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PET Tracer Could Help Manage Rare, Difficult-to-Diagnose Lymphoma


68Ga-pentixafor can clearly distinguish between healthy and malignant tissue on both CT and MRI scans.

PET imaging tracer 68Ga-pentixafor can effectively distinguish between lymphoma lesions and healthy tissue when diagnosing central nervous system (CNS) B-cell lymphoma, a new study has revealed.

In the December issue of the Journal of Nuclear Medicine, investigators from the Universtitätsmedizin Berlin in Germany showed that this tracer effectively shows the distinct contrast characteristics between healthy and malignant tissue, making it suitable for risk stratification and assessment.

This discovery is important, said Ulrich Keller, M.D., Ph.D., head of the hematology, oncology, and tumor immunology department, because CNS B-cell lymphoma is a tricky disease.

“CNS B-Cell lymphoma is a rare malignancy that has several clinical challenges, including diagnosis, risk stratification, and optimization of treatment,” he explained. “Magnetic resonance imaging (MRI) is the current standard imaging technology for this disease, and while it provides high sensitivity, it offers only moderate specificity.”

CXCR4-directed PET correlates with MRI-determined lymphoma lesions. Depicted are representative MR images (T1c- and FLAIR- sequences), and the corresponding CXCR4- directed PET images and fusion images (MRI-FLAIR and PET), of two patients with PCNSL and SCNSL, respectively. Courtesy: Department of Nuclear Medicine, School of Medicine, Technische Universität München, Munich, Germany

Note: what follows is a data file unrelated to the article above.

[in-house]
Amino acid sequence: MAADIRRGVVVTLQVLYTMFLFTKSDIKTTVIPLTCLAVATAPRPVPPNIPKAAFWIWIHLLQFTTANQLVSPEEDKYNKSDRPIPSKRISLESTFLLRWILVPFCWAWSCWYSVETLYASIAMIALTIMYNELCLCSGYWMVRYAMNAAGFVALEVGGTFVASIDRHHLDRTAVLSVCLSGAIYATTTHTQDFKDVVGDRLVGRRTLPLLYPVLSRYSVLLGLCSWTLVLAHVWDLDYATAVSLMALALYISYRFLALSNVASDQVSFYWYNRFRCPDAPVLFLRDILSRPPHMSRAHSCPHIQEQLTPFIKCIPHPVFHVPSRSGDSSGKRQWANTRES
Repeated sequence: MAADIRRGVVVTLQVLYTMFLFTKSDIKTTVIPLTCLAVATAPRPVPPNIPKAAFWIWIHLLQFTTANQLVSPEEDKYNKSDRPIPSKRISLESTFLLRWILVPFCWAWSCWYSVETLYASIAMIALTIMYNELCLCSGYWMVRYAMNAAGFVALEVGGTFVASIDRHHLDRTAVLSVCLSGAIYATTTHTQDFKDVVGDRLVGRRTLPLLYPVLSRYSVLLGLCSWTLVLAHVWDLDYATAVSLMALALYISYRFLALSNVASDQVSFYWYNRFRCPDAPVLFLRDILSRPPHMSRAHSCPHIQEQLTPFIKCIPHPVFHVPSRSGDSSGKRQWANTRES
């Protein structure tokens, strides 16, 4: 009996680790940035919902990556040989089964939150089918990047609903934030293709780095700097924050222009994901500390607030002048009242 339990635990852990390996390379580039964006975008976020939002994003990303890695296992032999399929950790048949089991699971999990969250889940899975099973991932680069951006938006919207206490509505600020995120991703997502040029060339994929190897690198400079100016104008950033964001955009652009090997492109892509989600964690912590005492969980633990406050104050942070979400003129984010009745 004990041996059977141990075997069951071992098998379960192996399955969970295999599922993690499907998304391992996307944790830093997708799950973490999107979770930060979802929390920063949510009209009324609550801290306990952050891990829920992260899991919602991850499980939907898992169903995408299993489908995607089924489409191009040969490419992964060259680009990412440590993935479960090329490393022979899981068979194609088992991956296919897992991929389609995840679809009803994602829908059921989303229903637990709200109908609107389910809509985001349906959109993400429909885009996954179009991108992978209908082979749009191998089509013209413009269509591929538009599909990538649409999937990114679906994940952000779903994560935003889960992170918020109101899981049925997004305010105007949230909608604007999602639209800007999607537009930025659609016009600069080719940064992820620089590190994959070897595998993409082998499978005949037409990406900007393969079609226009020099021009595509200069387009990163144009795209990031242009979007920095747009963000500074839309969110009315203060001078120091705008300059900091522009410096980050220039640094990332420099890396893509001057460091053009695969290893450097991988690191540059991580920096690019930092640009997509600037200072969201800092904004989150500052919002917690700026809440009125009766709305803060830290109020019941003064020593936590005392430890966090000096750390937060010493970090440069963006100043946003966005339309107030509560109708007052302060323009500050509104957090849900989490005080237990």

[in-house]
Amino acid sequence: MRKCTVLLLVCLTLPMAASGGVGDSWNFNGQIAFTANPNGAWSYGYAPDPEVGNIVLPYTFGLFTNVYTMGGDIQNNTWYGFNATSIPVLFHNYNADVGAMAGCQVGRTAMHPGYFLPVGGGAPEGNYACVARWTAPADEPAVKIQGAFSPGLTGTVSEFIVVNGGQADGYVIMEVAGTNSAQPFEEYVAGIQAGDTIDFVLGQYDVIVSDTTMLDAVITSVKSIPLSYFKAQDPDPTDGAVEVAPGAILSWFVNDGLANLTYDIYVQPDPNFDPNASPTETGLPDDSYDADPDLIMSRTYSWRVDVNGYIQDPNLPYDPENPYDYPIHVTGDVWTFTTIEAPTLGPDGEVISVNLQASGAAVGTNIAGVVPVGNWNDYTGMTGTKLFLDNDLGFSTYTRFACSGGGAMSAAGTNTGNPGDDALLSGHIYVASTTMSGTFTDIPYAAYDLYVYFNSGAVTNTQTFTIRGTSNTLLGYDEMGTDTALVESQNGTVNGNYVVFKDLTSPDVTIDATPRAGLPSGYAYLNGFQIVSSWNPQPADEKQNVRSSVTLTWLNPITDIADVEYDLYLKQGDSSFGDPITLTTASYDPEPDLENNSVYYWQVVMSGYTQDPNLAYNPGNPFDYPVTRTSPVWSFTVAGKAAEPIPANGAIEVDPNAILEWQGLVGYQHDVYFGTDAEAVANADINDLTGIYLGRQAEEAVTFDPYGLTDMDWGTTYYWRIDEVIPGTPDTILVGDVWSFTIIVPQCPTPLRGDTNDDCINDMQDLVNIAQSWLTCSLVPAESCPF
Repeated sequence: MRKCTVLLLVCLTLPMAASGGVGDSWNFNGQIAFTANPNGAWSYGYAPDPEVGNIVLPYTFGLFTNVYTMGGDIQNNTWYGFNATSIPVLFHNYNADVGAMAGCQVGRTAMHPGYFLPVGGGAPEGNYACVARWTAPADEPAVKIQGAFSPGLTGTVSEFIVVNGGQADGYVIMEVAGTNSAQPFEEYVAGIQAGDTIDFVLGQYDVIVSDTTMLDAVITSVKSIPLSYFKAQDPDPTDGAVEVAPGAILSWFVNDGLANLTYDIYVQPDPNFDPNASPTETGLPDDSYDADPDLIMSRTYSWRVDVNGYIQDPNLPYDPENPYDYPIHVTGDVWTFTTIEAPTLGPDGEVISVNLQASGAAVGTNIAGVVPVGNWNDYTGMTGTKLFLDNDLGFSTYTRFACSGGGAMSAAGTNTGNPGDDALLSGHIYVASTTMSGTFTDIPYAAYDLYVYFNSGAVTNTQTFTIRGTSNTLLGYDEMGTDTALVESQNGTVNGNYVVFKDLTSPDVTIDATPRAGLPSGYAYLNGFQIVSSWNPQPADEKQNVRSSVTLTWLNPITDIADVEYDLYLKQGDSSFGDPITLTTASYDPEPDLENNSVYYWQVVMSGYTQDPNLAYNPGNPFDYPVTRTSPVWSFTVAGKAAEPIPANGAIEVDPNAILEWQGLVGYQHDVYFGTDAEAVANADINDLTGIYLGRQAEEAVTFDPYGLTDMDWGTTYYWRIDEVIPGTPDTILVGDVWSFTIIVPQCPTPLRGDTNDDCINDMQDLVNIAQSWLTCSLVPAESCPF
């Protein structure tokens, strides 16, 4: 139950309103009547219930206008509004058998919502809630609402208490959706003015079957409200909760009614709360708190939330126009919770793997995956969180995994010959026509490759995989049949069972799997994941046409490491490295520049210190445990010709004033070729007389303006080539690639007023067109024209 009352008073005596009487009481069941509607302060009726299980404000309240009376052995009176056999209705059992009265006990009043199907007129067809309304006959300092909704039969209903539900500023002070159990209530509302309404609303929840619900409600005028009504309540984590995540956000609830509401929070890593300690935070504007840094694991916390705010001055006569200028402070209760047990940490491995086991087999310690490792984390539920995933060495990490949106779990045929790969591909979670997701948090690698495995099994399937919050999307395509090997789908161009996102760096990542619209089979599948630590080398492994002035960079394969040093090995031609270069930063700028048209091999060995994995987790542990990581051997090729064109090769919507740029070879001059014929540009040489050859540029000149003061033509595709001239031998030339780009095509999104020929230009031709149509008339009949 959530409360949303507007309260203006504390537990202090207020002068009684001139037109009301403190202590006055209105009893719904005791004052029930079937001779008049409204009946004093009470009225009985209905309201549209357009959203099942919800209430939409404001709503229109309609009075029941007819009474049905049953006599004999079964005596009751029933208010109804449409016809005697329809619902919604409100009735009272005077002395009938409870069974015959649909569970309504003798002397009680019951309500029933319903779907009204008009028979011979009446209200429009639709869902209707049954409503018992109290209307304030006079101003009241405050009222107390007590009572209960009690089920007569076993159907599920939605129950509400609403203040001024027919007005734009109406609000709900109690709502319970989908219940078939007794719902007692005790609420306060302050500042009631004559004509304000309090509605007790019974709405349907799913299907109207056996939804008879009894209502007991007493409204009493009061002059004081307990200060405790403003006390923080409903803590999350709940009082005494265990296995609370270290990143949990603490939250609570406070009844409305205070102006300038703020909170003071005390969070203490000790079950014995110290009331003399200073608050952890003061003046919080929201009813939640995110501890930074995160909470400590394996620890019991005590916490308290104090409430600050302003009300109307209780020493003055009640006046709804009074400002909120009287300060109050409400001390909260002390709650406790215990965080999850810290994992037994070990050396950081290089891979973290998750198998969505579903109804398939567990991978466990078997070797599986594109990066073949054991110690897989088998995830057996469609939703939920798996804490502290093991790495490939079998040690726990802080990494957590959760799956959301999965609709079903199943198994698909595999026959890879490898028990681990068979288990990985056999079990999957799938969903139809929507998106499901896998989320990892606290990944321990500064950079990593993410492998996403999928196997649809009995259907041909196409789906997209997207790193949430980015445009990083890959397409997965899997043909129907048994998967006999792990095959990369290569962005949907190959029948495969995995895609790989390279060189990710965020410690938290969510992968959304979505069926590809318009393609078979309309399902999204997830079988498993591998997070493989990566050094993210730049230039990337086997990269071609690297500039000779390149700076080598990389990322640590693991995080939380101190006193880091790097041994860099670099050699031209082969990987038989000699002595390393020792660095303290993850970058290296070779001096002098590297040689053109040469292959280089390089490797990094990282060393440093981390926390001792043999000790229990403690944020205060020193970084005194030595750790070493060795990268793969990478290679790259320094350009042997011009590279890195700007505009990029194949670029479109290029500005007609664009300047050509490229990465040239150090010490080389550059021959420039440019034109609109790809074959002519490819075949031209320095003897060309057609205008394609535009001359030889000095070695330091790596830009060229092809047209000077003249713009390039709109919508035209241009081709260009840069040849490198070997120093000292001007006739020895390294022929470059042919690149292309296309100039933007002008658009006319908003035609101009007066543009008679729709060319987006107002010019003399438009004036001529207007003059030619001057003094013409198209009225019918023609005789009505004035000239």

Consequently, he added, novel molecular and functional imaging strategies are needed for this patient group.

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The 68Ga-pentixafor tracer targets CXCR4, the biomarker that is involved with growth, survival, and dissemination of aggressive B-cell lymphoma. To determine its efficacy, Keller’s team conducted a retrospective study with 11 patients who were imaged with the tracer. Four underwent PET/CT, and seven had PET/MRI scans. Post-treatment MRI scans in those seven patients was used to compare treatment response between pre-treatment MRI and the CXCR4-directed PET scans.

The team analyzed the lesions and conducted immunohistochemistry, and they discovered the CXCR4-directed PET imaging with the tracer was positive in all active CNS lymphoma lesions, and that expression was validated in vivo by positive immunohistochemistry. In fact, the high tumor-to-background provided exceptional contrast, the team reported. In addition, for nine of the patients, CXCR4 was highly expressed in biopsies of the lymphoma lesions

The prognostic value of the CXCR4-directed PET uptake values were also significant, indicating that lesions that had lower uptake values were associated with better standard treatment responses.

These results could have positive effects on patient outcomes, said Peter Herhaus, M.D., hemato-oncologist from the internal medicine department at the School of Medicine at Technische Universität München in Germany.

“This is significant for CNS B-cell lymphoma patients, as CXCR4-directed PET imaging with 68Ga-pentixafor could not only facilitate diagnostic work-up and response assessment, but [it] could also serve as a biomarker for selecting patients with dismal prognosis who could benefit from more intense treatment options,” he said. “CXCR4-targeted theranostics, thus, moves nuclear medicine further on the track toward biomarker-informed molecular medicine.”

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